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Do Mexicans in the US read?

 Language Learning Forum : Language Bookstores Post Reply
11 messages over 2 pages: 1 2  Next >>
oldearth
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United States
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Studies: Spanish, Esperanto

 
 Message 1 of 11
24 June 2012 at 10:31pm | IP Logged 
...And if they do, where do they buy books?

This is a sincere question. I've been studying Spanish for about a year now and have reached an intermediate level. I would really enjoy browsing for practice reading material in subjects that interest me, but I have not had success finding a good brick-and-mortar source of materials for native-speakers.

A few months ago I moved to Southern California for graduate school and thought this would help my Spanish learning efforts since there are millions of Latinos in the greater Los Angeles metro area. But even here I haven't found more than one shelf of religious titles and bestsellers in the stores and shops I've checked. I asked a few latina custodians at my university if they had a favorite place to buy books and they said no, that they don't have time for reading.

I was excited for Libreria Mexico de Echo Park, but when I visited it was closed and people on the street told me they were going out of business.

If I have to I can of course order materials from Amazon, or Schoenhof's, or Casa del Libro, but I like to support local businesses and I am just shocked that even in Southern California there isn't a little shop somewhere to buy native language materials.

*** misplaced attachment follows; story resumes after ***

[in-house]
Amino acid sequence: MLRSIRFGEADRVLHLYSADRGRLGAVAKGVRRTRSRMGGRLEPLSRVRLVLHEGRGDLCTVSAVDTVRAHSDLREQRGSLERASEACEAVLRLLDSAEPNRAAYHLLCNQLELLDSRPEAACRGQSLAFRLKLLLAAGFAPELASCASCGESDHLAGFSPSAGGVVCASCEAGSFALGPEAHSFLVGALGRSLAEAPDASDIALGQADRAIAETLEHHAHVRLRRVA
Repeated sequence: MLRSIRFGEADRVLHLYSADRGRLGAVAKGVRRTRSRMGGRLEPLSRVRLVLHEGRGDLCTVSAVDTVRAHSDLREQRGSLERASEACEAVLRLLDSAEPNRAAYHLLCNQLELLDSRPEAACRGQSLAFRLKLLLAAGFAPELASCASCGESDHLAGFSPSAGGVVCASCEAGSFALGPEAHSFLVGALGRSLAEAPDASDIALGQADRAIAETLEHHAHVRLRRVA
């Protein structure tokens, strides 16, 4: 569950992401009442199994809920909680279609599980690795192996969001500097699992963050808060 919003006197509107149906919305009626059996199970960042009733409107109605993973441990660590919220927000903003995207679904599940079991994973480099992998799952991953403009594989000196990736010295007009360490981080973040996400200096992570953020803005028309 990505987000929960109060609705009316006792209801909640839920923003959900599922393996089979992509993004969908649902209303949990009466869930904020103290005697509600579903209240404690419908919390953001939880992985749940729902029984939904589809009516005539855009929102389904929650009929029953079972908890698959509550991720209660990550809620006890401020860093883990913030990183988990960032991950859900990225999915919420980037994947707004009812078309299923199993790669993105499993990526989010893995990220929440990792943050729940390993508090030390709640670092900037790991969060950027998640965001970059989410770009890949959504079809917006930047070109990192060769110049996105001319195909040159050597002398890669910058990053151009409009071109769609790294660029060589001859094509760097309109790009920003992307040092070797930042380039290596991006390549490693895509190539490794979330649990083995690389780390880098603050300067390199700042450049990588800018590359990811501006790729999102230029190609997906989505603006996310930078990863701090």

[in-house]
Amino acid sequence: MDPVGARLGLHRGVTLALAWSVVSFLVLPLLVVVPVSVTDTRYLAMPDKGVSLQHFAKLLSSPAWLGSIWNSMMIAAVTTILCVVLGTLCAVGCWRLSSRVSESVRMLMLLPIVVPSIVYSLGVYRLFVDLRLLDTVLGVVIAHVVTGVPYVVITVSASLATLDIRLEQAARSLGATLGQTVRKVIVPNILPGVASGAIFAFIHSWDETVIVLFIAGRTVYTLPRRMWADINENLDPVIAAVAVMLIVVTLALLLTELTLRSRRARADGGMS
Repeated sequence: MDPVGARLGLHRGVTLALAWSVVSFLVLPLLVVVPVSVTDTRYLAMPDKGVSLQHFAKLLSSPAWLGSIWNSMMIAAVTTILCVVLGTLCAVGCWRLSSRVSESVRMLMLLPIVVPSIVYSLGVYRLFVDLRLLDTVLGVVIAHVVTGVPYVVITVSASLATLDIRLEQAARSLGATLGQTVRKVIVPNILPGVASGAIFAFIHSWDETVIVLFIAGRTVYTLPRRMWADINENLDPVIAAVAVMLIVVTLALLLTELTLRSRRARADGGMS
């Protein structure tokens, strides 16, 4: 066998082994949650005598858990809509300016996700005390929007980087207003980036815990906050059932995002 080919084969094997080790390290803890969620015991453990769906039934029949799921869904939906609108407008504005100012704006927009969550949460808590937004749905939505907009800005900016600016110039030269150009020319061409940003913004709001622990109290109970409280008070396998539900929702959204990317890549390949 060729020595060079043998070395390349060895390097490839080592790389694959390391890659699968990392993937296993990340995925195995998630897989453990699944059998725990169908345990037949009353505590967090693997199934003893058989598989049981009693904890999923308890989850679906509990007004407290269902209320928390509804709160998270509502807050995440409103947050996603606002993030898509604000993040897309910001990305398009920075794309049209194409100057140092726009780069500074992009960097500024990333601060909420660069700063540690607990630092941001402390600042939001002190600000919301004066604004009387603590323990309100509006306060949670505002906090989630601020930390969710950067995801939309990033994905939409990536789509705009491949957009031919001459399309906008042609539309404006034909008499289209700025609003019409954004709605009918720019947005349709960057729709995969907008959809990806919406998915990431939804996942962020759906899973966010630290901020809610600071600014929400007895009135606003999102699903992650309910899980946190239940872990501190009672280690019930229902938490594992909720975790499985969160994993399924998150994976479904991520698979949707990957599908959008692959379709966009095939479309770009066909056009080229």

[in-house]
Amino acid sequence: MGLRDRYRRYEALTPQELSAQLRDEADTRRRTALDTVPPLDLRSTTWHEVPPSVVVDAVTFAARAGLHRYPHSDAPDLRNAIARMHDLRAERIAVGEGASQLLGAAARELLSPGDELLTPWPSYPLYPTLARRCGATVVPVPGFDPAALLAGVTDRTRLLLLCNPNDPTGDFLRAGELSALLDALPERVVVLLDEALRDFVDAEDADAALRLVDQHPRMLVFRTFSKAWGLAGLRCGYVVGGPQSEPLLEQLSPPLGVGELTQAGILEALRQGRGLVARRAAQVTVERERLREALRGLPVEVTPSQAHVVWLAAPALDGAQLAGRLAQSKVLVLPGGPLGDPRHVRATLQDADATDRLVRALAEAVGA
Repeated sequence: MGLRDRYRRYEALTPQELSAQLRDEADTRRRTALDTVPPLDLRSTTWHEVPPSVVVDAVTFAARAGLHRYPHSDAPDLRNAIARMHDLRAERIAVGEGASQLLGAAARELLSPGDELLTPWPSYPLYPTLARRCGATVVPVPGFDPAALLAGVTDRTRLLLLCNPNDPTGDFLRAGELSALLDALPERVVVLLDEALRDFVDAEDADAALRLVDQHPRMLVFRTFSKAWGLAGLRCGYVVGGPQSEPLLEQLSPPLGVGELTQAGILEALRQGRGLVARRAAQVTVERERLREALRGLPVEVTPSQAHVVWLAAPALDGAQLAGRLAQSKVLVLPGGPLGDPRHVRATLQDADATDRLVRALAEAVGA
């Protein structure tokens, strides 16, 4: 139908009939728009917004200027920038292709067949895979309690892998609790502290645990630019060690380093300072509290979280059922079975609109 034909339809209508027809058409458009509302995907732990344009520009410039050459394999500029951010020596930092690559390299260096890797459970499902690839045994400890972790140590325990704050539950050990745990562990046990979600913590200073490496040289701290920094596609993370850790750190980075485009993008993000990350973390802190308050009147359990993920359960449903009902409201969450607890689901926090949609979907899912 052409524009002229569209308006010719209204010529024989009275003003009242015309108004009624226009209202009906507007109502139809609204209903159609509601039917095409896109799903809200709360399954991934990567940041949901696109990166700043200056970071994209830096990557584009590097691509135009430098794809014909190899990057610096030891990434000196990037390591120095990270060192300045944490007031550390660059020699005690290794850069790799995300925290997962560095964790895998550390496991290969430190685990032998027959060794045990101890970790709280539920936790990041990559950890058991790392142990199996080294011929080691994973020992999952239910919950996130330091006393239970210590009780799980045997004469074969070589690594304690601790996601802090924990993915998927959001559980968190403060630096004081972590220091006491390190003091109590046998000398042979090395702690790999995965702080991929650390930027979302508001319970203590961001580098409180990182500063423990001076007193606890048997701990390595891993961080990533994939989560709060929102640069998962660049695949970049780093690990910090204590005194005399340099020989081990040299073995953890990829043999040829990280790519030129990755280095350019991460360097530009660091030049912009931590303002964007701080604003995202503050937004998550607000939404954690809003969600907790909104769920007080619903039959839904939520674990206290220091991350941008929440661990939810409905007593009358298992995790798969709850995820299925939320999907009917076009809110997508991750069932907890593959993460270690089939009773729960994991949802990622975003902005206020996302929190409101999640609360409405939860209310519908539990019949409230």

Can anyone recommend a shop to buy Spanish materials in Southern California?
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espejismo
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Russian Federation
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 Message 2 of 11
24 June 2012 at 11:35pm | IP Logged 
What about the Strand Bookstore? There's one in LA. The one I regularly go to (in NY) has a whole section of Spanish books. Not all of them are cheap, but some are real bargains.

edit: and what's wrong with religious titles? I've been told (by a Mexican) that José Antonio Fortea's Exorcística. Cuestiones sobre el demonio, la posesión y el exorcismo is very good. ;)

Edited by espejismo on 24 June 2012 at 11:43pm

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Jappy58
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 Message 3 of 11
25 June 2012 at 8:58pm | IP Logged 
I'm Hispanic (not Mexican), and I read literature in Spanish. I've also met several other Spanish-speakers who were born in the U.S. reading literature in Spanish as well, though not all are Mexican (Colombians, Salvadoreans, Spaniards, Hondurans, Venezuelans, and Chileans are in the mix as well). On the other hand, I know many, perhaps a majority, that don't read in Spanish.

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Razekial
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 Message 4 of 11
25 June 2012 at 10:02pm | IP Logged 
I have had limited success trying to find books in Spanish at big retail bookstore chains such as Barnes n Nobles or Borders. Generally their selections are limited to 1-2 shelves of, as you said, mostly bestsellers or religious books. If you have a half-priced books in your area they tend to have a wider selection of foreign-language material (including a surprisingly large selection of Czech novels at my local store) due to the fact that their stock is composed in large part by people trading books in, however in general online seems to be the way to go.